I am Olivier Wagner. I have been operating 1040 abroad since 2012, preparing returns for Americans who live overseas helping them get into compliance.
I sometimes touch upon immigration questions along the way. I am here addressing expatriating acts and how that would influence your path to give up US citizenship.
Particularly, for those who already acquired a foreign citizenship.
While the law always stated that one needs intent to give up their U.S. citizenship, back then it was assumed that it was the case. The onus was on the citizen to prove that they meant to retain U.S. citizenship. Over the years the Department of State policy has changed such that one has to prove that their intent was to give up their U.S. citizenship.
A common scenario is someone moved to Canada in the 1960s – a lot of people did that in reaction to the Vietnam War they subsequently acquired Canadian citizenship. It was interesting is that back then neither Canada nor the U.S. allowed dual citizenship, as such it was pretty clear that they did so with the intent of relinquishing their U.S. citizenship.
They then stopped behaving as a U.S. citizen: stopped voting in U.S. elections or getting a U.S. passport. But they never obtained a Certificate of Loss of Nationality because it was already understood that they were no longer a U.S. citizen.
Then, in 2010, the U.S. passed FATCA obligating foreign banks to report information about their U.S. clients, and all of the sudden then they are put in this weird situation because they have a U.S. place of birth of having to convince the bank that they were not actually a U.S. citizen anymore. The bank of course would like to see a Certificate of Loss of Nationality that they don’t have.
The INA lists various expatriating acts but the most common one is 1) acquiring a foreign citizenship 2) taking an oath of allegiance to a foreign state and 3) employment serving to a foreign country, especially if that’s a decision making position or employment in the military.
It became interesting as the Internal Revenue Code started regulating people giving up U.S. citizenship, creating an exit tax on deemed disposition, form 8854.
Section 877 was passed in 2004 and Section 877A was passed in 2008. What’s interesting is that these laws were passed applied to U.S. citizens at the time; if you perform an expatriating act before this date and therefore was not a U.S. person when this was passed logically these laws wouldn’t apply to you.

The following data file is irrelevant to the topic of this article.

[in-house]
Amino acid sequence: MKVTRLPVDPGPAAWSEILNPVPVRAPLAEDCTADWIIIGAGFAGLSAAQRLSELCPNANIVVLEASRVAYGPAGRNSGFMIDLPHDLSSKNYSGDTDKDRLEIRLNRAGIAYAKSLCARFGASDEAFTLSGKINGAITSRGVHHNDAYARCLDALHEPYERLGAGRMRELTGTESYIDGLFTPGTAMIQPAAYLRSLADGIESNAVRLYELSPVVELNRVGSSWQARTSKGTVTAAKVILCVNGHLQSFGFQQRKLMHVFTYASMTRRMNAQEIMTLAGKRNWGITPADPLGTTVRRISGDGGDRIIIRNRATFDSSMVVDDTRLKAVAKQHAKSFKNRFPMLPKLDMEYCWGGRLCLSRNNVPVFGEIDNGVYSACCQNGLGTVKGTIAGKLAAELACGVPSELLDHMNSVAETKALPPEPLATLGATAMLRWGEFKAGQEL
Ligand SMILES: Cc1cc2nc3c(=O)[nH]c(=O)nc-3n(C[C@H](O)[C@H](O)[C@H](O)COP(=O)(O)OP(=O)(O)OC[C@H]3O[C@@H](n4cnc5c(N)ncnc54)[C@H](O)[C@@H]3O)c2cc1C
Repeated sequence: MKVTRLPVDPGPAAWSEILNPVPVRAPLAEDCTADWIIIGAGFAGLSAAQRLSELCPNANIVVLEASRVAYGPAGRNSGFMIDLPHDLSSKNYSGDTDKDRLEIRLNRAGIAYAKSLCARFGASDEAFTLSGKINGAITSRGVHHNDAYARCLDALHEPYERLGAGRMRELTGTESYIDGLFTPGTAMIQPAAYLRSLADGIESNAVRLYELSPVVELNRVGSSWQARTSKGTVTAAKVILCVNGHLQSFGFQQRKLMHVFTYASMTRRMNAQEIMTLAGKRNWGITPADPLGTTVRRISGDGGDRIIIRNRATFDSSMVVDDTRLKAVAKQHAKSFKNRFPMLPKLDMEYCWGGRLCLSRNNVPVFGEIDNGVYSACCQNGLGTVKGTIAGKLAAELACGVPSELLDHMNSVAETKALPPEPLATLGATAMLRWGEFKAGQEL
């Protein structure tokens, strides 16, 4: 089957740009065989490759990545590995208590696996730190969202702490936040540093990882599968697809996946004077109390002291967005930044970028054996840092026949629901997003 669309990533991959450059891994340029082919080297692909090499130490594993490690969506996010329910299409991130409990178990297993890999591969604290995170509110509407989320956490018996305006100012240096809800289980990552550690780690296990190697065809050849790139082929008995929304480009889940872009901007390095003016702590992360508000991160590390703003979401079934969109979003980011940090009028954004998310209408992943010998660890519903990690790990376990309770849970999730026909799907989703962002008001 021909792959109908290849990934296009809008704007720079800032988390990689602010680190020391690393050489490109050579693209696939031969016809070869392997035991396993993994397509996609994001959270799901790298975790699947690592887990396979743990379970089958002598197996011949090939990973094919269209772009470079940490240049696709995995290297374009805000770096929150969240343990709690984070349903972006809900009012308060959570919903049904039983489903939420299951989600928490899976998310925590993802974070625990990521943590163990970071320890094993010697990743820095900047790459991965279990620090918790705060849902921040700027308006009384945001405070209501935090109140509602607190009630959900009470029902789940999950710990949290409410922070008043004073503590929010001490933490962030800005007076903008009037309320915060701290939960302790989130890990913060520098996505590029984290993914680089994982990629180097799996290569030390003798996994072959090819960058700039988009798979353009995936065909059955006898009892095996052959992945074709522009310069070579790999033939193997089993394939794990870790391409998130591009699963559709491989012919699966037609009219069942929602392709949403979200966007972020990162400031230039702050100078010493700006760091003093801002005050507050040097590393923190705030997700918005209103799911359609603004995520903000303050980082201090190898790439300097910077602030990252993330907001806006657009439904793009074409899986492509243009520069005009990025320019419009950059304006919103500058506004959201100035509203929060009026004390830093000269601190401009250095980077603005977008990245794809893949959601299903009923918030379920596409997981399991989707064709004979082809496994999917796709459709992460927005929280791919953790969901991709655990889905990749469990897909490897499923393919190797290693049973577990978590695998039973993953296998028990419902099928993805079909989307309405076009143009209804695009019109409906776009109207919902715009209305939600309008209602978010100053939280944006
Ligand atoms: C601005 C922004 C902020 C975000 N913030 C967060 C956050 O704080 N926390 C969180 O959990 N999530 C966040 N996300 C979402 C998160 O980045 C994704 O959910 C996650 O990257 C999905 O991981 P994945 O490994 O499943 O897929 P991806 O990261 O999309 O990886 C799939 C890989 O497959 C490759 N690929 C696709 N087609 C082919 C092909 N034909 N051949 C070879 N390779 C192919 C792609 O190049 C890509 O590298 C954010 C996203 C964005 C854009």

Back to our hypothetical citizen, who stopped behaving as a U.S. citizen since 1978 but doesn’t have a Certificate of Loss of Nationality and has been contacted by their bank, there are three options available:
1) Obtain a Certificate of Loss of Nationality
2) Do nothing
3) Renounce: file five years of tax returns, navigate exit tax issues, and file a dual-status return/form 8854
Obtain a Certificate of Loss of Nationality
This would involve making an appointment at the consulate to apply for a Certificate of Loss of Nationality. The upside is that it will be backdated to the date of the expatriating act. If that is before 2004, neither section 877 nor 877A would apply. that’s the most desirable outcome.
The downside is that you indeed need to convince the consulate that you stopped being a U.S. citizen because when you perform the expatriating act, you did so with the intent of giving up your U.S. citizenship furthermore you stopped behaving as a U.S. citizen. If you applied for a U.S. passport or voted in a U.S. election even if it was a decade or two after the expatriating act, your chance of approval would drop to close to zero.
You won’t be a covered expatriate because your expatriating act happened before all of these laws were passed. It used to be that there was no fee for a relinquishment, but now the fee of 2350 dollars is being matched for both renunciation and relinquishments, so that is no longer a reason to relinquish.
But aside from that cost, you would be free and clear, and you would have a document from the U.S. government confirming that you indeed are not a U.S. citizen.
The second alternative is to do nothing. you’re not a U.S. citizen, you don’t have to prove it to anyone you simply don’t do anything.
One advantage is that it’s free.
A disadvantage is that it lacks certainty: you have this position, you document it but you don’t have a Certificate of Loss of Nationality, which would be the word of the U.S. government backing your position and certifying that they agree with you. If challenged you cannot guarantee that you would prevail and since we live in a FATCA world and banks might contact you to get information as to whether you’re a U.S. person or not and therefore forward your information to the IRS or not.
It is true that there are ways to certify that you’re not a U.S. citizen in the context of FATCA and therefore have your information not being sent to the IRS, in practice financial institutions might not agree with you if you simply self-certify.
Renounce: file five years of tax returns, navigate exit tax issues, and file a dual-status return/form 8854
The third option is to not try to convince the government that you gave up your U.S. citizenship at the time of the expatriating act and instead renounce, which would mean that you would give up your U.S. citizenship as of the date of the consulate appointment.
That means that you need to have filed five years of tax returns, in order to avoid covered expatriate status, you understood the consequences of renouncing (exit tax) and that would mean that you would file form 8854.
It is straightforward: you don’t need to convince of what your intent was and you will have an approval rate of close to 100 percent as an adult
A downside is the cost: It’s the most costly course of action, as you would pay for the compliance cost, potential tax and you still have to pay the 2350 fee to the U.S. consulate.
I hope that it was useful. Feel free to contact me with any questions.